AI in Procurement: Part 3 – Bots, Benefits & Ethics

In this series, we discuss AI’s impact on procurement. We’ve unpacked GenAI in Part 1 and delved into the predictive power of Machine Learning in reshaping procurement strategies and decision-making in Part 2.

In the final instalment, we pivot towards the negotiation arena, introducing Haggle Bots and discussing the broader cases of AI uses across the end-to-end procurement process, exploring benefits, and finally, touching on the challenges and considerations.

Let’s kick off talking about AI in Procurement Negotiations.

“Sharpen your pencil”, said the Haggle Bot.

Haggle bots, also called “negotiation bots”, embody AI crafted to streamline and enhance the negotiation process. They primarily use a combination of Machine Learning (ML – see Part 2) and Natural Language Processing (NLP) to conduct negotiations and interactions.

In instances where the bot isn’t directly conducting negotiations, AI-driven negotiation coaching systems can also assist buyers by preparing them for traditional in-person negotiations and offering critical input for constructing cost models integral to their negotiating tactics and desired outcomes.

Haggle bots can be programmed with specific negotiation strategies and objectives. They use AI algorithms to understand negotiation parameters, engage with counterparts (other bots or humans), and work towards achieving favourable outcomes. They can also learn from each interaction, improving their performance over time. To inform their negotiation strategies, these bots analyse vast amounts of data, including historical pricing, market trends, and previous negotiation outcomes.

Walmart’s AI-Powered Negotiation

Harvard Business Review (HBR, 2022) gives a great rundown of Walmart’s negotiation bot. Managing a vast network of over 100,000 suppliers, Walmart faced a significant challenge in conducting detailed negotiations with all its suppliers, particularly the less prioritised “tail-end” suppliers. This often resulted in around 20% of these suppliers entering into standard agreements that lacked the benefits of tailored negotiation, leading to potential losses in value. To tackle this issue, Walmart used a negotiation chatbot. This initiative, which included a wide range of stakeholders, primarily focused on suppliers providing “goods not for resale.” The primary objective was to enhance the terms of payment and secure discounts while also providing suppliers with incentives such as more flexible contract termination notices.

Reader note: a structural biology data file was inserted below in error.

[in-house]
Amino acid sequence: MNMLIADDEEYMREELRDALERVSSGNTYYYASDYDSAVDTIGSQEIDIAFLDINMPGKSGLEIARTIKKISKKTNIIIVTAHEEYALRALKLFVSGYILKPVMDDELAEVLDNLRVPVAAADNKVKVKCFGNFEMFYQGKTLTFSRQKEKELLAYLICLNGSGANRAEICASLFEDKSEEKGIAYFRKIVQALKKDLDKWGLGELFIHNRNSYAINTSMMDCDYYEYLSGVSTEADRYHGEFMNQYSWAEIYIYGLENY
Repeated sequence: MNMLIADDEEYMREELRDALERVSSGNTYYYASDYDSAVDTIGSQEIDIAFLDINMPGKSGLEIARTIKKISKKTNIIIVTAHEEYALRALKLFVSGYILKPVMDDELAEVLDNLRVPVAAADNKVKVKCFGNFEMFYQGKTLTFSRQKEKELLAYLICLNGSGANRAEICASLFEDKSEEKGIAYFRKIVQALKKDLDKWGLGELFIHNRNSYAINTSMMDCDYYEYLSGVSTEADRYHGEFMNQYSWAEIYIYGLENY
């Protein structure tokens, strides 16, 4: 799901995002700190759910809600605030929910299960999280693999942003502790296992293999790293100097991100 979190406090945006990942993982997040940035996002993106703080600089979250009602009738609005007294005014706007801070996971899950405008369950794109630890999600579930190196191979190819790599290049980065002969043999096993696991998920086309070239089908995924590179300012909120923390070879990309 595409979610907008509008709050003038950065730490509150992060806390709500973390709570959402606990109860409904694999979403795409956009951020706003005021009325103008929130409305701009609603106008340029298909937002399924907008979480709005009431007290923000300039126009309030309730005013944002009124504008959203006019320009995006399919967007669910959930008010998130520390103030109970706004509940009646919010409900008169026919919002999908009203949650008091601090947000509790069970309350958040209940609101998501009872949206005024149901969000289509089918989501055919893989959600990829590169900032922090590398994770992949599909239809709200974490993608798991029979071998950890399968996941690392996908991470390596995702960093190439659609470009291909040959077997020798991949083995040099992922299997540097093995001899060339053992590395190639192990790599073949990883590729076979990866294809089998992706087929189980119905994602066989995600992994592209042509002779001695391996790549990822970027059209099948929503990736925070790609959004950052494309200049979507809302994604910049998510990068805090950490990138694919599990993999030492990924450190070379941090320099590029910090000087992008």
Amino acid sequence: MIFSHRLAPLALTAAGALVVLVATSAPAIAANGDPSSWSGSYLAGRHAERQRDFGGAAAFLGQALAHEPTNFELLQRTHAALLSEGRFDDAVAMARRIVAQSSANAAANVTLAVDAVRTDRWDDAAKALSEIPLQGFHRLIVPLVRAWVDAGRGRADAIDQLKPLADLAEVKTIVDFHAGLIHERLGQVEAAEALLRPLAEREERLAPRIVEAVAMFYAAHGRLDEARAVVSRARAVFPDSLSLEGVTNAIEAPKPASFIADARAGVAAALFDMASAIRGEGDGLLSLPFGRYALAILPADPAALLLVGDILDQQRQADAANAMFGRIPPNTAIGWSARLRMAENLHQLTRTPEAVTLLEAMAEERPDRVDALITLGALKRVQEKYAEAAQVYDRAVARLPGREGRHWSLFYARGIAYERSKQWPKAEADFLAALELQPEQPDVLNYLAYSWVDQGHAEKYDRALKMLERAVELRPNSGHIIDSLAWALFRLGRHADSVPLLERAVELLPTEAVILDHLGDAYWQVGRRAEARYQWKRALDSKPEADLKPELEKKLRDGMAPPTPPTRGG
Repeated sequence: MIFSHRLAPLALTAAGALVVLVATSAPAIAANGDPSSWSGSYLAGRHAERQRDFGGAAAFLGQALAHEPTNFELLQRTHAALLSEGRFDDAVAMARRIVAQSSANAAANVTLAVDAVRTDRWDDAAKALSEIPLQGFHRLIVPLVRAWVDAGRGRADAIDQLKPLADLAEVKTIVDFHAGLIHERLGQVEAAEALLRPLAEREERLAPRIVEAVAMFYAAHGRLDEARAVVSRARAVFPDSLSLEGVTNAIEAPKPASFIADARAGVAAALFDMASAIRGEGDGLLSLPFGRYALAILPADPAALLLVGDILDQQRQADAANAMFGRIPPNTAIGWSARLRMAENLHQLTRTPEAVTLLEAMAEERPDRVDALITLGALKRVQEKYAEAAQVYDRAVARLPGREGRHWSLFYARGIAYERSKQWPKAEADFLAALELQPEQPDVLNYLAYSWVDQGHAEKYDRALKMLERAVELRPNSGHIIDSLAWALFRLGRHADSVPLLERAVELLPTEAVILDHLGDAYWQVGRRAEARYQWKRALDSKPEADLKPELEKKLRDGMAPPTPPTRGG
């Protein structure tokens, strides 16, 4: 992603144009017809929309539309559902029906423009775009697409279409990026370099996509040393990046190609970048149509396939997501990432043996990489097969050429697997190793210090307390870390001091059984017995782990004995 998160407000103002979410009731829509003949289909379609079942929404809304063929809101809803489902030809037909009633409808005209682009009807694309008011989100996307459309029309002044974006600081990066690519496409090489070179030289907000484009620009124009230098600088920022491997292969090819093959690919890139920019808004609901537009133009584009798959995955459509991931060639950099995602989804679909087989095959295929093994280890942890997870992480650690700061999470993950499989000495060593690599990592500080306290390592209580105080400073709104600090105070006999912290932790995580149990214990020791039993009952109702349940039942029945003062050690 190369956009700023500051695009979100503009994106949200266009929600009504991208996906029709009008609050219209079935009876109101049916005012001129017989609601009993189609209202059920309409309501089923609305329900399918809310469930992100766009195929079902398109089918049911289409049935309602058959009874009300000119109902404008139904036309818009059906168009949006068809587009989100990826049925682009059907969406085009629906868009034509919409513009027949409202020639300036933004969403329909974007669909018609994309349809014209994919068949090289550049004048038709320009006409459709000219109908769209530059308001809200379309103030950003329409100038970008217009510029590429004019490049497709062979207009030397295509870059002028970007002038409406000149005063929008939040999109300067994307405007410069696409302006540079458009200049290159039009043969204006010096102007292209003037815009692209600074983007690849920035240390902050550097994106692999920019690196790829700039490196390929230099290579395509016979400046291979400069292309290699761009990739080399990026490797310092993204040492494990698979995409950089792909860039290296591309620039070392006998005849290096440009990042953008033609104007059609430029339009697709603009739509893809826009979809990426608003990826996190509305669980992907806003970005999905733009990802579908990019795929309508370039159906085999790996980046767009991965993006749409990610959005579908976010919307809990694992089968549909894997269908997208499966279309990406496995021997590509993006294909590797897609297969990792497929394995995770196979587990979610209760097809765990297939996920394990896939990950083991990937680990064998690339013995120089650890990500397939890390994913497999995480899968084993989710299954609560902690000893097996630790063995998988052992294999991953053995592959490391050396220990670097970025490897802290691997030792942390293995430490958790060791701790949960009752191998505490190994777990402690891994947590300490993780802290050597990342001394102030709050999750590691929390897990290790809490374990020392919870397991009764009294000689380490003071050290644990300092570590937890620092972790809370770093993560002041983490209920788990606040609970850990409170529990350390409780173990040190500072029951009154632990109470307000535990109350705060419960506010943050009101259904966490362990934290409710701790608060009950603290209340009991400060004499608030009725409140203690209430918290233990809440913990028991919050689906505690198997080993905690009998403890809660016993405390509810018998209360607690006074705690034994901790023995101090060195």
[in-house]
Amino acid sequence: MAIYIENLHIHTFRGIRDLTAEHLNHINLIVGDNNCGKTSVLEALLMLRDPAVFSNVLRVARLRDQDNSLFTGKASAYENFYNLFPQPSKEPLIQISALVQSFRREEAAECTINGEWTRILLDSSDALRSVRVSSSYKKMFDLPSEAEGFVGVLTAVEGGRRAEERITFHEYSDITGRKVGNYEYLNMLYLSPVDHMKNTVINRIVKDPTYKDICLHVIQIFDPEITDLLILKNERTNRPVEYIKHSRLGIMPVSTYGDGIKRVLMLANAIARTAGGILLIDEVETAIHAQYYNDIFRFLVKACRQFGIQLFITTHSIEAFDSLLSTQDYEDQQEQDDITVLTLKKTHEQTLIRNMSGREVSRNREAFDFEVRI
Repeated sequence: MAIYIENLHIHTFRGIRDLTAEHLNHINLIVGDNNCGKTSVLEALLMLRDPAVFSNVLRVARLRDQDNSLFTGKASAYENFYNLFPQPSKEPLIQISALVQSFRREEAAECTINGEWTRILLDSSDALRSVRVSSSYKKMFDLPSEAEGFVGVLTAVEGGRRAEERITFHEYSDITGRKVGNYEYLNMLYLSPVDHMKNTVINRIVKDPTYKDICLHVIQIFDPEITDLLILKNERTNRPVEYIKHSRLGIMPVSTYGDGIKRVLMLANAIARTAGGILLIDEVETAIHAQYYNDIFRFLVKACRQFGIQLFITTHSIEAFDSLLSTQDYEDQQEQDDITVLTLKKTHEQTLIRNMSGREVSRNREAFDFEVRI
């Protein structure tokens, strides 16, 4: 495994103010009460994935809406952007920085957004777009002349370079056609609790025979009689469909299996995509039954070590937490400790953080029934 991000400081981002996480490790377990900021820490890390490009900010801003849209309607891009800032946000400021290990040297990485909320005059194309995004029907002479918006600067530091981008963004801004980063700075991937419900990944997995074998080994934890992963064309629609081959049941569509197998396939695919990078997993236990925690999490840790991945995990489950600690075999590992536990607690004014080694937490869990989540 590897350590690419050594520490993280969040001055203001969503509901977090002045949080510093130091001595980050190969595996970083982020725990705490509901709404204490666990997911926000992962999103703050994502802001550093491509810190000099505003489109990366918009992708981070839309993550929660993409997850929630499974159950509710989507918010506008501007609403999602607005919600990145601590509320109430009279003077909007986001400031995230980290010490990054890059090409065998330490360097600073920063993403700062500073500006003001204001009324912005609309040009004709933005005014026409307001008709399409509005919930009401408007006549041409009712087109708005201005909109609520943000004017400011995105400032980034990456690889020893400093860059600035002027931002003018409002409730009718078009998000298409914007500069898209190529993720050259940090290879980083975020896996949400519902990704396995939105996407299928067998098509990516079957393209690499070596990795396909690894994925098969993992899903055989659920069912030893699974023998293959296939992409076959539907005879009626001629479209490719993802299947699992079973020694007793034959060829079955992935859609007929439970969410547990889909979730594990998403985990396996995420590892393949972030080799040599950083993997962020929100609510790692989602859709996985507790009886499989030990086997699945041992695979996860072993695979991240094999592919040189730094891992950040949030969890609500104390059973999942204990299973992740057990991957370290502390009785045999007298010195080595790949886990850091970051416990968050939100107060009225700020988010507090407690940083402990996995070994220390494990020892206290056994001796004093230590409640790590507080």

Walmart’s implementation of Pactum AI, the negotiation chatbot, yielded better-than-expected reported results. The chatbot successfully negotiated agreements with 64% of the suppliers involved in the pilot, surpassing the initial target of 20%. These negotiations led to an average savings of 1.5% and extended payment terms to 35 days. Suppliers responded positively to the system, praising its user-friendliness, the ability to make counteroffers, and the adequate time for decision-making. Building on this success, Walmart enhanced the system. It expanded its deployment to additional countries, including the U.S., Chile, and South Africa. The chatbot upped its performance in these regions, achieving an agreement rate of 68% and generating an average savings of 3%.

Anchors and Levers

By automating negotiations, haggle bots can handle multiple negotiations simultaneously and at a scale that would be challenging for human negotiators. However, the effective implementation of negotiation bots necessitates careful consideration of the value of contract terms and understanding the scale of transactions.

The critical aspect lies in the precise definition of negotiation parameters for AI. To effectively leverage these bots, it’s essential to establish negotiation anchors and levers—key starting points and adjustable elements that guide the negotiation process.

A minor percentage improvement in contract terms can have vastly different financial implications depending on the transaction’s engagement in thousands of deals concurrently; a seemingly slight miscalculation in setting negotiation thresholds could lead to substantial financial impacts, either beneficial or detrimental.

AI in Procurement – Bots, Benefits & Ethics - Comprara

Their ability to autonomously negotiate and learn from each interaction paves the way for faster procurement decisions. This also comes with the responsibility to ensure they are equipped with accurate, contextually relevant information to avoid potential pitfalls.Effectively setting these negotiation anchors and levers is pivotal in directing AI’s negotiation strategy, balancing aggressive bargaining with maintaining long-term supplier relationships.